In early 2008, Jonas Löwgren of Medea worked with IKEA IT to design the Pinpoint visualization. Briefly, it was intended to help knowledge workers in large organizations find answers to specific questions and to grow their professional networks, by presenting possibly unknown colleagues with interests and competencies similar to your own.
The key idea behind Pinpoint was to create the visualization by mining existing data within the corporate firewall, without requiring users to provide Pinpoint-specific profiles or extraneous data. More about the project, including a testable demo, a movie and an academic publication reference, is found here.
Now it seems that the business world is starting to look closely into the invisible structures of the corporate organism. In an article in CIO Sweden (in Swedish, unfortunately), Henrik Rådmark refers to a recent Gartner report emphasizing what they call pattern-based strategies where companies need to be sensitive to trends and small variations in the markets and the business landscapes. These trends are most clearly visible in the social networks.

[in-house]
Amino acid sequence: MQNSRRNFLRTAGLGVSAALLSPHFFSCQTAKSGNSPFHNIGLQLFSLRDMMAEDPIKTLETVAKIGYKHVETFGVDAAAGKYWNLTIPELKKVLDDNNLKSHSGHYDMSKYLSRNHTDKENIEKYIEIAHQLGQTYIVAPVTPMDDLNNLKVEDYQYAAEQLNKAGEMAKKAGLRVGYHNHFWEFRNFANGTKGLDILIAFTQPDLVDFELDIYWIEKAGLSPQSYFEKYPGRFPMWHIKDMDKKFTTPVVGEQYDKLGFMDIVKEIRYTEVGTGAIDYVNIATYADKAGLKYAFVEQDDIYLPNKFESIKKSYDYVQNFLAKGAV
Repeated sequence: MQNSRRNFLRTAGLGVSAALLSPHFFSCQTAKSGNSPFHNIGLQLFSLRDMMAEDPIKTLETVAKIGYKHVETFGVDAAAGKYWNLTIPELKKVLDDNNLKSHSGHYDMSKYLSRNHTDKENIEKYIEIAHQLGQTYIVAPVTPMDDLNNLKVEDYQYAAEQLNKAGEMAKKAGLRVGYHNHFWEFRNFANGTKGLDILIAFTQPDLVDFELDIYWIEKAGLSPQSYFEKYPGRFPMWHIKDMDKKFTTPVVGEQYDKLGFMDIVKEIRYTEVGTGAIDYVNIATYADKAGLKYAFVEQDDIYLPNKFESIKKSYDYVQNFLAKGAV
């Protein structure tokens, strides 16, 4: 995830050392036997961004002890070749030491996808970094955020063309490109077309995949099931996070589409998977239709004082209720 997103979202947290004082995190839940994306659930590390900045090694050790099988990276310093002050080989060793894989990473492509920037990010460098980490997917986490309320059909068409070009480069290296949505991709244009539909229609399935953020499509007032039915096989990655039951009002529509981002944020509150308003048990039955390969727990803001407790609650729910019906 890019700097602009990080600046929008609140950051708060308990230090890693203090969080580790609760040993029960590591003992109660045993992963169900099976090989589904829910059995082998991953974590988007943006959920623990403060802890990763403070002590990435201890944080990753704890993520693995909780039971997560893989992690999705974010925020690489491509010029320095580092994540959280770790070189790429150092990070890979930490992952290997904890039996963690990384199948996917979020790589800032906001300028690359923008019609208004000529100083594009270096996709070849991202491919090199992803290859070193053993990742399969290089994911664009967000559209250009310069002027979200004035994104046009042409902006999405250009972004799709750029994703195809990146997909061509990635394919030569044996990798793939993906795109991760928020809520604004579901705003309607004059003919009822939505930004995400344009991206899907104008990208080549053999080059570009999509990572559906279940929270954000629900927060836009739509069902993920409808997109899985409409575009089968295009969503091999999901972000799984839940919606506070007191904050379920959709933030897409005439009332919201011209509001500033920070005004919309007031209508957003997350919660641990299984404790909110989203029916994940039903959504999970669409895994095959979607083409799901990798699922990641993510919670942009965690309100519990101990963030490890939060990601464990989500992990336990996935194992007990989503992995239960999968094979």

And this is where the connection to Pinpoint comes in. According to the CIO Sweden article, a key element of such strategies is to grasp the informal networks within companies and the professional knowledge-in-use that lives in low-level collaborative action rather than in general policy documents. This is more or less exactly what Pinpoint makes visible, for the individual employee as well as for strategists on management levels.
From this perspective, the Pinpoint visualization can be understood as a collaborative medium that supports sociality and joint action.